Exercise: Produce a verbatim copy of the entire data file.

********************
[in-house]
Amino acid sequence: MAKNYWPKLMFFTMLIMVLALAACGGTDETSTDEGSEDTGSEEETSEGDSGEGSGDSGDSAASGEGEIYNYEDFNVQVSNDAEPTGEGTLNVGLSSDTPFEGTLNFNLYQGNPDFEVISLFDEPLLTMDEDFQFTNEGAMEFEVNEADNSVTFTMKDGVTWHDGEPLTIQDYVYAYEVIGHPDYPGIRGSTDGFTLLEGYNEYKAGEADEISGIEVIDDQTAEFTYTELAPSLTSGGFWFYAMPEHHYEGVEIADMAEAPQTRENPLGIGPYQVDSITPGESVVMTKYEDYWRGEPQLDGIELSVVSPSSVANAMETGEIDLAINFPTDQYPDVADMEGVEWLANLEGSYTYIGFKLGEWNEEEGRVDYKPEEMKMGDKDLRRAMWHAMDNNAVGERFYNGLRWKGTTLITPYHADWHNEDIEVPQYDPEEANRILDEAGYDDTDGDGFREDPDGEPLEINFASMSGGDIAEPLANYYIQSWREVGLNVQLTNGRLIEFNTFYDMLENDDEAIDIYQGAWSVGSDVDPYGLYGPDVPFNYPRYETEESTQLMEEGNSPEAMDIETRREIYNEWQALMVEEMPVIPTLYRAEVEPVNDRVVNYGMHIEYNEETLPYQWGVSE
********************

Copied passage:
[in-house]
Amino acid sequence: MAKNYWPKLMFFTMLIMVLALAACGGTDETSTDEGSEDTGSEEETSEGDSGEGSGDSGDSAASGEGEIYNYEDFNVQVSNDAEPTGEGTLNVGLSSDTPFEGTLNFNLYQGNPDFEVISLFDEPLLTMDEDFQFTNEGAMEFEVNEADNSVTFTMKDGVTWHDGEPLTIQDYVYAYEVIGHPDYPGIRGSTDGFTLLEGYNEYKAGEADEISGIEVIDDQTAEFTYTELAPSLTSGGFWFYAMPEHHYEGVEIADMAEAPQTRENPLGIGPYQVDSITPGESVVMTKYEDYWRGEPQLDGIELSVVSPSSVANAMETGEIDLAINFPTDQYPDVADMEGVEWLANLEGSYTYIGFKLGEWNEEEGRVDYKPEEMKMGDKDLRRAMWHAMDNNAVGERFYNGLRWKGTTLITPYHADWHNEDIEVPQYDPEEANRILDEAGYDDTDGDGFREDPDGEPLEINFASMSGGDIAEPLANYYIQSWREVGLNVQLTNGRLIEFNTFYDMLENDDEAIDIYQGAWSVGSDVDPYGLYGPDVPFNYPRYETEESTQLMEEGNSPEAMDIETRREIYNEWQALMVEEMPVIPTLYRAEVEPVNDRVVNYGMHIEYNEETLPYQWGVSE